Three measures— the PTR, Duration, and MT coalesced around an average mutual fund stock holding time of 15 to 17 months. The Churn Rate mean estimated shorter holding periods of 10 to 12 months when averaged between 2005–2015. The Churn Rates, when segmented by fund style, created more consistent estimates of 10 to 15 months, depending upon fund style (i.e., index funds estimated greater than 15 months). Most measures created a consistent story of year-to-year variations, with an observable decline between 2005 and 2015, and an observable impact around the financial crisis. Statistically significant correlations, in the directions expected, between the measures and confirming regressions lend further validation to the PTR measure. A key takeaway from the exercise of calculating and comparing the alternative measures is that mutual funds should continue to report the simple-to-calculate PTR in its annual SEC filings because it is a reasonably reliable estimate
Short-termism Debate: Past and Future
An interesting byproduct of the article is a historical review of the short-termism debate, annotated by key developments such as the outsized role of John Bogle’s short-termism claims, increasing annual turnover rates from the early 2000s, the policy proposals they prompted, and dominant themes that emerged from the academic literature. Before proceeding to the validation of the PTR, I first investigated how people used the PTR as a data point by documenting discussions of it in the Congressional Record, academic articles in law and finance, and industry reports. The historical work tracks the evolution and duration of the short-termism critique and the public’s reliance on the PTR to illustrate investors’ time horizons.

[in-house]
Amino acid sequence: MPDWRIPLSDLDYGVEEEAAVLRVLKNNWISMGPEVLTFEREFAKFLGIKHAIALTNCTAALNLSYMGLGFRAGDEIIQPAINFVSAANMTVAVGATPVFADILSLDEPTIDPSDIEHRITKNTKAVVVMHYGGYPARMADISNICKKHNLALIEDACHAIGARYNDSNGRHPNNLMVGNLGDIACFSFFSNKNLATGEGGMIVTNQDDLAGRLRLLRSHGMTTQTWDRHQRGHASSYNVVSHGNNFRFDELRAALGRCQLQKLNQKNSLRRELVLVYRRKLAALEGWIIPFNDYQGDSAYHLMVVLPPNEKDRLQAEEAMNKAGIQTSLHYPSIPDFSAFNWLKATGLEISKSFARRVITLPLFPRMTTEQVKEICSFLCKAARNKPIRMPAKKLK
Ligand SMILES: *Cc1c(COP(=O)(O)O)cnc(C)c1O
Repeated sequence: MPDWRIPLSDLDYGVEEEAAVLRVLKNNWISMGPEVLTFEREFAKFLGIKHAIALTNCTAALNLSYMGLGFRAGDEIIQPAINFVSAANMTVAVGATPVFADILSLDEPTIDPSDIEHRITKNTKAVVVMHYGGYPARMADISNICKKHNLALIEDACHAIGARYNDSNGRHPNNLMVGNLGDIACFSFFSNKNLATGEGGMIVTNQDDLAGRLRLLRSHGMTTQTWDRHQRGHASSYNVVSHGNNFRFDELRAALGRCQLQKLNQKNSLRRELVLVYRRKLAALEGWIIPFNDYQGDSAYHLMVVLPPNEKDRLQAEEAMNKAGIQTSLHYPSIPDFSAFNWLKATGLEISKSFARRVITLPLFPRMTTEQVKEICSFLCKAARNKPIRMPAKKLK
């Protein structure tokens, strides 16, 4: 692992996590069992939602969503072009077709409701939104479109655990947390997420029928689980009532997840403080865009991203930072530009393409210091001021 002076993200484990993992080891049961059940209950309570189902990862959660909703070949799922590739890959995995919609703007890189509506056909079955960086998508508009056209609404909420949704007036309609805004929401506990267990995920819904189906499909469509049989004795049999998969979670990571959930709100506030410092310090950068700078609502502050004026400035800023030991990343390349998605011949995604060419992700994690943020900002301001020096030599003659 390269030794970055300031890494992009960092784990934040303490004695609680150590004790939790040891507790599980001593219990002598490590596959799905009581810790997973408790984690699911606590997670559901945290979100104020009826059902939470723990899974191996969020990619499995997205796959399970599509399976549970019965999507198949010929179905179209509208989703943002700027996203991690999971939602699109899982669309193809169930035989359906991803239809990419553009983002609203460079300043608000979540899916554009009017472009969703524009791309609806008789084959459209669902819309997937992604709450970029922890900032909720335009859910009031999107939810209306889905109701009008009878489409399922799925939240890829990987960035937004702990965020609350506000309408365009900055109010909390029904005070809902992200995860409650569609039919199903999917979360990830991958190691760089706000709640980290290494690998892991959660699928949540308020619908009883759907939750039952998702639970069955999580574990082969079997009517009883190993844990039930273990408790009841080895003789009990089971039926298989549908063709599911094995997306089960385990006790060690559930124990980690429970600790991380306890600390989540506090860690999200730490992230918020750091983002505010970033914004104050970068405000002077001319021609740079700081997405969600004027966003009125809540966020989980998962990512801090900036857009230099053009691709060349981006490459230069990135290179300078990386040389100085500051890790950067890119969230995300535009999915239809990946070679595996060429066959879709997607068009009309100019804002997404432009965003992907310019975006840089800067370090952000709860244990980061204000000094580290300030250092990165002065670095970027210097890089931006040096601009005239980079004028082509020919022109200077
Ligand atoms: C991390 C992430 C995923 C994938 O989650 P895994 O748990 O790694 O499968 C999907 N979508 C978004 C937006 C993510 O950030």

A final note is warranted to justify such an exhaustive review of a seemingly innocuous calculation and to connect this article to my other scholarship. Mutual fund stewardship is not an academic question, it is an inquiry with tangible—even critical—consequences considering that 95 million American invest in mutual funds, primarily as a savings vehicle for retirement and education. Mutual funds manage nearly 22 percent of all U.S. household assets and are major market participants with influence over operating companies. Our fate individually, and as a society, is linked to the security, stability, and stewardship of these private behemoths. All mutual fund investors bear the direct costs of portfolio turnover through transaction fees like commissions and taxes. All mutual fund investors also bear the indirect costs of any negative market externalities generated by short termism. Attention to mutual funds and their oversight is necessary, and it is a task that requires current and reliable data to inform the debate.
This post comes to us from Professor Anne M. Tucker at Georgia State University College of Law. It is based on her recent article, “The Long and The Short: Portfolio Turnover Ratios & Mutual Fund Investment Time Horizons,” available here.